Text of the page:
(4 / 5)
Somehow these odd, quirky, scratchy drawings become pretty and delicate in this high, light gallery.
It’s wallpaper, says the guide, as we check out the canopy of characters clambering down the walls.
It was especially made for us. People want to buy it. They can’t.
He smoothes it along the wall, loves it.
The text, that’s vinyl lettering.
It’s honest, candid, an extension of the drawings, tucked under the pictures, telling us something about the artist as much as his work and in his hand.
I hear children: ooh, it’s Matilda… Mummy, look, it’s Matilda.
I see Michael Rosen’s heart on the walls at the far end. Blake chooses his pens and brushes as carefully as Rosen chose his words to describe his grief. Beautiful.
The guide loves this exhibition. He loves this Museum. We talk about the need to attract children to keep the funding. Museum having to morph from repository and display to school and play.
There is a low table with low stools. All bright colours and soft plastics. Books and pencils, bits of paper.
Here, which one to do you want to do?
This one, Mummy. Mrs Twit. I’m not very good. I can’t draw.
How sick am I of hearing this cri de couer. Who tells a child they can’t draw? Who?
So, we all sit down and pick up the colour pencils and the paper and we draw. The adults copy Blake. The children copy the adults. I just draw chickens.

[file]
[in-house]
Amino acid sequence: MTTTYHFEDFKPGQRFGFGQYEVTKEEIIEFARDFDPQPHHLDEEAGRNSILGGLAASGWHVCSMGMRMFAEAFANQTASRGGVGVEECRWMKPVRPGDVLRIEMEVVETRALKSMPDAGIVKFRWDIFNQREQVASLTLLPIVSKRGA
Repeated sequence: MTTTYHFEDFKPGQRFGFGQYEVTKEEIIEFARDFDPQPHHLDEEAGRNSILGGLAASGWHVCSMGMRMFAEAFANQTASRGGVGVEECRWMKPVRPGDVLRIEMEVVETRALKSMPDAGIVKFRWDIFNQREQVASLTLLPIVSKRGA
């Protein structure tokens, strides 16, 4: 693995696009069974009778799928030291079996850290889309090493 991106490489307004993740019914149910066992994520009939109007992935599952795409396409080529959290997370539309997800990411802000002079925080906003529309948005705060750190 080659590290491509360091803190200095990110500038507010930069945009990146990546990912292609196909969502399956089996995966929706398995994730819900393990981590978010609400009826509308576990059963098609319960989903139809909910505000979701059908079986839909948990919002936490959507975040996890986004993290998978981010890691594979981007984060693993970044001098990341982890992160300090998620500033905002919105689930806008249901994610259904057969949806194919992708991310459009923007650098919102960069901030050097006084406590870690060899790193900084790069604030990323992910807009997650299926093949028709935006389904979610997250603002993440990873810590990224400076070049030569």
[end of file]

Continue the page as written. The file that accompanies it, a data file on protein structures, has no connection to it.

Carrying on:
How do we hang them on the wall?
Just clip them in front of the other pictures.
But I don’t want to hide any?
They’ll all be cleared away weekly.
Oh. Some of these are wonderful.
The guide lights up: yes, look at these – talented.
They all are.
Blake would want them all on display. He is happy to share his warts n all, so should we be happy to show off all our talents. Art is feeling, is communication – no right or wrong.
I get that the Museum needs income, I get that it should attract children for many good reasons but let the adults in too.
This exhibition is a truly refreshing expression of human frailties and our spirit, our humour, our ability to find laughter and hope everywhere. Blake shows us through caricature and exaggeration what it is to be a child, an adult, a human being, a creature of this world. It is humanity in ink. Deceptively simple.
As my Father always said, it takes genius to simplify, to explain. Blake does this perfectly.
I go home and I spend an evening replacing the nib in my great-grandfather’s pen and I start to draw.
16th July – 20th November, 2016
Free, suitable for all ages